Shanghai has emerged as the most expensive city for luxury living in Asia, while Mumbai is the least expensive in terms of costs for wealthy individuals, according to the 2015 Lifestyle Index by Swiss private bank Julius Baer. Costs of residential properties, measured by sale prices of residential property with around 4,000 square feet in a prime location, shot up 15% in Shanghai in 2015, while costs of wedding banquets at top hotels rose 6% from the same time last year in local currency terms.
In the survey of 11 Asian cities, Shanghai was the most expensive market for goods like jewelry, luxury cars and fine wine. It is the second most expensive city when it comes to services costs such as a business class flight to New York, a wedding banquet at a top hotel, and golf club membership.
“We now see more billionaires in China than in the U.S.,” said Tom Meier, Asia Pacific head at Julius Baer. “Because of the strong growth in the high net-worth population, it’s an environment that you can pass on higher costs.”
Prices were measured before the China stock market tanked in the summer. But the trend has hardly changed since then because property prices have gone up even further, with home prices in Shanghai up 6.5% in September year on year.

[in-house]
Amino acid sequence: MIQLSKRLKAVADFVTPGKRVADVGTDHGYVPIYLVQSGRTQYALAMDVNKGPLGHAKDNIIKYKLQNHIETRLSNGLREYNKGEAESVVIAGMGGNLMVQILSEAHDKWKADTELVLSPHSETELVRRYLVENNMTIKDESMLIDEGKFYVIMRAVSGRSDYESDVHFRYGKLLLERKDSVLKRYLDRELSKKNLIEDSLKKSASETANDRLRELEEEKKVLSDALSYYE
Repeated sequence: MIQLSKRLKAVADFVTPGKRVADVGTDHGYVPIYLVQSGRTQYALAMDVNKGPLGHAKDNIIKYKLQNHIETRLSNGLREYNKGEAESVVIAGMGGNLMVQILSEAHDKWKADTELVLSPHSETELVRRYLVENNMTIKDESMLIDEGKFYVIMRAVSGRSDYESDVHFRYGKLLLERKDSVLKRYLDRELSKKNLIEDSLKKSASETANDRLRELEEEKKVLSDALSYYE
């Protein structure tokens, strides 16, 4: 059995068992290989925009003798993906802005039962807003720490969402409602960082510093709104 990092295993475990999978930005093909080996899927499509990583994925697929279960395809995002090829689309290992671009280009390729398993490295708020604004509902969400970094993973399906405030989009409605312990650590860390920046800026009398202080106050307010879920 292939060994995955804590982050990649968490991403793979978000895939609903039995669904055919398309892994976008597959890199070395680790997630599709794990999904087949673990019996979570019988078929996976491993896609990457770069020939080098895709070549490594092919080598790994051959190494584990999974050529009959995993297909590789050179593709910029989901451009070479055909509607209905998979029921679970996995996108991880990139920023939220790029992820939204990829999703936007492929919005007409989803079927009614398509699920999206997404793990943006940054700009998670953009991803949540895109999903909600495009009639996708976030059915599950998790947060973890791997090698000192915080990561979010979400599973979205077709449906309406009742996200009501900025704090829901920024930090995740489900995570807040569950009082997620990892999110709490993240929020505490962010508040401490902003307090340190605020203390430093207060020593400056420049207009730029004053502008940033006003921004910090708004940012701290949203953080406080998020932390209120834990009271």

The Shanghai Composite is down a third from its June peak, but is still up 50% year on year. Last year, Shanghai saw a rare dip in total prices because of a weak property market.
But a slump in tourism has taken a toll: Hotel suite prices fell by 5%, though at a price of $798 per night for a hotel suite, it is still four times as much as the price in Kuala Lumpur and three times as much as the cost for Seoul.
Prices have fallen across the board in Tokyo, even in yen terms. Costs of business class flights fell by 9%, while residential property prices were 6% lower. Tokyo, once the most expensive city in Asia, now straddles the middle ground in terms of relative pricing. In fact it’s possible to get a bargain in Tokyo on things like business class flights, legal advice, luxury watches and cars, according to the survey.
In Mumbai, property prices fell by 9%, the biggest drop among the 11 cities tracked in the survey. But the authors don’t expect India to stay cheap for long. They expect the country’s economic expansion to strengthen in the next year, supported by the revival of infrastructure projects and growth in equity markets. This bodes well for the growth of wealthy individuals in India, the report said.
Last year’s survey didn’t rank the Asian cities in terms of overall costs. Among the 20 luxury categories, 14 observed increases this year. Last year, most of the cities saw a decrease in the cost of luxury goods and services, except Seoul.
By Wei Gu Courtesy The Wall Street Journal